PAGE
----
Have Antidumping Measures of EU and NAFTA Members against East Asian Countries Provoked Retaliatory Responses?
The paper examines antidumping initiations and measures since the founding of the World Trade Organization on 1 January 1995. The antidumping initiations and measures undertaken by and against the members of the North American Free Trade Agreement (NAFTA) and the European Union (EU) vis-à-vis Japan and 10 other major East Asian economies are compared with total initiations and measures undertaken against all foreign suppliers. The antidumping actions relative to global trade shares (both exports and imports) are used to derive measures of the intensity of use of antidumping. The bilateral trade and antidumping activity data are compared for 11 Asian countries and their partners in NAFTA and the EU. These indicators reveal that NAFTA and EU members use antidumping actions more intensively against East Asia than the trade shares of Asian countries alone would suggest. Separately, additional data on bilateral incidence of antidumping initiations and measures are organized into three discrete time periods: 1990–1994, 1995–1999, and 2000–2004 using the Global Antidumping Database (Version 3.0). One expects the initiations and measures of East Asia against partners in NAFTA and the EU to rise if the East Asian economies have been retaliating. Three case studies of other possible forms of retaliation involving the WTO dispute resolution mechanism and industry-specific antidumping threats involving Asian complainants versus partners in NAFTA are presented. In particular, the paper seeks to demonstrate that, in the parlance of game theory, current antidumping arrangements are a negative sum game. Some reform measures that might be applied to limit the damage are proposed.
|Date of creation:||Dec 2008|
|Date of revision:|
|Contact details of provider:|| Postal: P.O. Box 789, Manila|
Fax: (63-2) 636-2648
Web page: http://www.adb.org
More information through EDIRC
References listed on IDEAS
Please report citation or reference errors to , or , if you are the registered author of the cited work, log in to your RePEc Author Service profile, click on "citations" and make appropriate adjustments.:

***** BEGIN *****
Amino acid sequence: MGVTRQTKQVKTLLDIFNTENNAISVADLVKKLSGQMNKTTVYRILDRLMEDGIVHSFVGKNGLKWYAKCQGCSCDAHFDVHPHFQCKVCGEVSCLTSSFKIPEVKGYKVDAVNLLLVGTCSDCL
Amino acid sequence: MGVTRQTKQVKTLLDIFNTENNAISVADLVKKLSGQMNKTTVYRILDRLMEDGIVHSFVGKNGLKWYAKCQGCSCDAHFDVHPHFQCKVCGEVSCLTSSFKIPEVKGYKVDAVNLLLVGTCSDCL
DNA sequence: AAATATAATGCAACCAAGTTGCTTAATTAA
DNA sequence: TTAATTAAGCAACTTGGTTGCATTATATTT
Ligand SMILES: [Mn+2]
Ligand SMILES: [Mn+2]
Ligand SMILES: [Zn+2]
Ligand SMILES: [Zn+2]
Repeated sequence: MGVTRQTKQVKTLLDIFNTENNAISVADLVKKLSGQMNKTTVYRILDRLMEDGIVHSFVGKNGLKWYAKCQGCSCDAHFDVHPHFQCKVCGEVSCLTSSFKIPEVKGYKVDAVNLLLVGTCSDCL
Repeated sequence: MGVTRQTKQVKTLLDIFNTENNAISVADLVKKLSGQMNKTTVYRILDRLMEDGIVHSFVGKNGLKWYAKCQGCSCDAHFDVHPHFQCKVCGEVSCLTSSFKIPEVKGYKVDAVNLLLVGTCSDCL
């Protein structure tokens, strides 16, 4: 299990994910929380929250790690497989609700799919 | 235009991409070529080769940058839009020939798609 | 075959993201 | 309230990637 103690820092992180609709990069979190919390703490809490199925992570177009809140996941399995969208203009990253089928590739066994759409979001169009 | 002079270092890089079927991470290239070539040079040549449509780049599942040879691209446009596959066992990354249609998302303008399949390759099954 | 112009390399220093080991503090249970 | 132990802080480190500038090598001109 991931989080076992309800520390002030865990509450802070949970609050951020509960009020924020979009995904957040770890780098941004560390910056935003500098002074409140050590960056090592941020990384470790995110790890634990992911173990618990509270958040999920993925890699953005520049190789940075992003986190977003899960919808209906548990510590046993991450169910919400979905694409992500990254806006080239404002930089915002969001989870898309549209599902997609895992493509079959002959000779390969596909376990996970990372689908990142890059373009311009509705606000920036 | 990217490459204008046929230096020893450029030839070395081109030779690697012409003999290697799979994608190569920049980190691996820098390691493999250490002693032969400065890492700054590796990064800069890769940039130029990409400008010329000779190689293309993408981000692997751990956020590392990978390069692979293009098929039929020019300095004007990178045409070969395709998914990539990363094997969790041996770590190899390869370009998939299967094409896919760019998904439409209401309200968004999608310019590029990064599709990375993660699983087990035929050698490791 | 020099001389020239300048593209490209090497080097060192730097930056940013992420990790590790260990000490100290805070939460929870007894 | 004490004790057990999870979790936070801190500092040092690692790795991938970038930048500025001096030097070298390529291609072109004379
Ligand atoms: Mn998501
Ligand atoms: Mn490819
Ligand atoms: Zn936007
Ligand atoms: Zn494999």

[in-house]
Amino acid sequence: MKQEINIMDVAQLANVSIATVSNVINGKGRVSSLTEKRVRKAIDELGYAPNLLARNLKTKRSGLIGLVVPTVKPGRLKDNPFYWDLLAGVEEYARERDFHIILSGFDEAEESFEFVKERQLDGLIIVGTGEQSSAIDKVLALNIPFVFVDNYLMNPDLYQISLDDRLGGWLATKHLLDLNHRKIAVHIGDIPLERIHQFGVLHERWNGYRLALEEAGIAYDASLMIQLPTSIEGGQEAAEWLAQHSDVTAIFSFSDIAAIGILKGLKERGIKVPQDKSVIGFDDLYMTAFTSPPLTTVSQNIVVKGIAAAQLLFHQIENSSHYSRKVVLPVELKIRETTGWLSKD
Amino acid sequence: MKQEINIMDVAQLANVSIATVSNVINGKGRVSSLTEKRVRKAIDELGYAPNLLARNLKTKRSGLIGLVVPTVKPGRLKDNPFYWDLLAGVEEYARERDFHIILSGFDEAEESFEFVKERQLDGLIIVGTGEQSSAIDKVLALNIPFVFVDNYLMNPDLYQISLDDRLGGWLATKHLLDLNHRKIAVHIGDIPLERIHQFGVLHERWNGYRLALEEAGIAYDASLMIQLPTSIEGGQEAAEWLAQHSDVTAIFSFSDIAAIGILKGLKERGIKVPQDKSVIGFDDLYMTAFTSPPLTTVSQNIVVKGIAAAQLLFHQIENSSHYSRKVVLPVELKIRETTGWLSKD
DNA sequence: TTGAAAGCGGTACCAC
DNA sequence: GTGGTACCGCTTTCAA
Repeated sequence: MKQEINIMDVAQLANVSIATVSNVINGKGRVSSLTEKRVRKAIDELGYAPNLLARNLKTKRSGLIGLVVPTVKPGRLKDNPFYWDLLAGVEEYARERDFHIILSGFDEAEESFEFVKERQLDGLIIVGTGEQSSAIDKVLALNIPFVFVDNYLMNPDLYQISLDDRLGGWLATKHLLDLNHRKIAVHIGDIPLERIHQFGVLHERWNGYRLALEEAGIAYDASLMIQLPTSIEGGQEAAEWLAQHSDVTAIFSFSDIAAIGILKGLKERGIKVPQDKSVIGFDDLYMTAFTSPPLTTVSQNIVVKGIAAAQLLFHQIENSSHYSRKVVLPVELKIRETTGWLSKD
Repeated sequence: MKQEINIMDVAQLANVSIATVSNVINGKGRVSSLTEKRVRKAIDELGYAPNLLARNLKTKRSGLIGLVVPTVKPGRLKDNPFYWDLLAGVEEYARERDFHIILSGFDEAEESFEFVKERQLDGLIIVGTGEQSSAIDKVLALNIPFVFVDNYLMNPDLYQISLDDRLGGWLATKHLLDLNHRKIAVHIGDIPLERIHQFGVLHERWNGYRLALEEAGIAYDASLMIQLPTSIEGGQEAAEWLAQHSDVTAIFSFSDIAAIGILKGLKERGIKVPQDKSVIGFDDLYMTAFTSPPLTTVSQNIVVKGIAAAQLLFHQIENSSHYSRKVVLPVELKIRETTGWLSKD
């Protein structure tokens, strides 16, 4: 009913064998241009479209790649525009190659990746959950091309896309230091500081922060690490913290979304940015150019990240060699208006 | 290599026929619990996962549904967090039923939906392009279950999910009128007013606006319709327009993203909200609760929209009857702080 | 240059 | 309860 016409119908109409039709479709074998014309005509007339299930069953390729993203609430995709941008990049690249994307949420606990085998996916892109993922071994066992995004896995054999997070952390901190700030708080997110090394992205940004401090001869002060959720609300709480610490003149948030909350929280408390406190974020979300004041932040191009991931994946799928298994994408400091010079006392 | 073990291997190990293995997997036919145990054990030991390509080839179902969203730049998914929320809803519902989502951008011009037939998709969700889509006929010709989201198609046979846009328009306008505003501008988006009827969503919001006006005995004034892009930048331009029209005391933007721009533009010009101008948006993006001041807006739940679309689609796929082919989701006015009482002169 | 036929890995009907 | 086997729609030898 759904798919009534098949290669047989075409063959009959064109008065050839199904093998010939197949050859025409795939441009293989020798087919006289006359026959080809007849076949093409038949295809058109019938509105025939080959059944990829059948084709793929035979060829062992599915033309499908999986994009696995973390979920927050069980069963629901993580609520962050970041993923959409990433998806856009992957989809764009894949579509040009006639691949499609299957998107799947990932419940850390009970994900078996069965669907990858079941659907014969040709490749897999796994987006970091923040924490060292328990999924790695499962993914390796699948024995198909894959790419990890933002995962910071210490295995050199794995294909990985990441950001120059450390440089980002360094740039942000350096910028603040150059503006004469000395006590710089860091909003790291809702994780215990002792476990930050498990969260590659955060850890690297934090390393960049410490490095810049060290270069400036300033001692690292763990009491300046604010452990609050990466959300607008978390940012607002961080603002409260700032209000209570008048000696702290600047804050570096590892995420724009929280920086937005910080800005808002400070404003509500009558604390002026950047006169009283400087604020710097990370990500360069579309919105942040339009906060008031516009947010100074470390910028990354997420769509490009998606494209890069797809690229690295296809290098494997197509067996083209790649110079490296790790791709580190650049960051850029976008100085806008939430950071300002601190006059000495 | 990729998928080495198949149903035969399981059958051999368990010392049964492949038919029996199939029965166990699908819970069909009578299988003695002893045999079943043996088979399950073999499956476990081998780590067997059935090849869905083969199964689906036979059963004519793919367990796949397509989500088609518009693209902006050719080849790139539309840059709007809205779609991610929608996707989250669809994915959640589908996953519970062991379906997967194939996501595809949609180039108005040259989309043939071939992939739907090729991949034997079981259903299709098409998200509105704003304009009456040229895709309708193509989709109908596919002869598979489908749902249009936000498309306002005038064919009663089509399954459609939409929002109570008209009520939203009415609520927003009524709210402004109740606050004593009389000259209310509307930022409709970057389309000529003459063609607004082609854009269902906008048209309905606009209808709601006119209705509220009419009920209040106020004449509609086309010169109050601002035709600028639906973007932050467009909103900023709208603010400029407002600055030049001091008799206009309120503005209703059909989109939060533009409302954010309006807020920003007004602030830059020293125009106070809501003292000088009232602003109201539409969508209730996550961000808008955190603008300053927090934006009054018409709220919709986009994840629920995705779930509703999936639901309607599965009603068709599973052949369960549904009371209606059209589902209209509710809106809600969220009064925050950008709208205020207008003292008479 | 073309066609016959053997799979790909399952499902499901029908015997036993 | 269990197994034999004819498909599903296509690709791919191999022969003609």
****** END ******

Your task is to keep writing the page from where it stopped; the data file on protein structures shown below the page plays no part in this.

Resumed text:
- Bruce A. Blonigen & Chad P. Bown, 2001.
"Antidumping and Retaliation Threats,"
NBER Working Papers
8576, National Bureau of Economic Research, Inc.
- Nuno Limao, 2006. "Preferential Trade Agreements as Stumbling Blocks for Multilateral Trade Liberalization: Evidence for the United States," American Economic Review, American Economic Association, vol. 96(3), pages 896-914, June.
- Prusa, Thomas J., 1992. "Why are so many antidumping petitions withdrawn?," Journal of International Economics, Elsevier, vol. 33(1-2), pages 1-20, August.
- Bhagwati, Jagdish, 2008. "Termites in the Trading System: How Preferential Agreements Undermine Free Trade," OUP Catalogue, Oxford University Press, number 9780195331653, May.
- Bown, Chad P., 2005. "Global antidumping database version 1.0," Policy Research Working Paper Series 3737, The World Bank.
When requesting a correction, please mention this item's handle: RePEc:ris:adbewp:0144. See general information about how to correct material in RePEc.
For technical questions regarding this item, or to correct its authors, title, abstract, bibliographic or download information, contact: (Maria Susan M. Torres)
If you have authored this item and are not yet registered with RePEc, we encourage you to do it here. This allows to link your profile to this item. It also allows you to accept potential citations to this item that we are uncertain about.
If references are entirely missing, you can add them using this form.
If the full references list an item that is present in RePEc, but the system did not link to it, you can help with this form.
If you know of missing items citing this one, you can help us creating those links by adding the relevant references in the same way as above, for each refering item. If you are a registered author of this item, you may also want to check the "citations" tab in your profile, as there may be some citations waiting for confirmation.
Please note that corrections may take a couple of weeks to filter through the various RePEc services.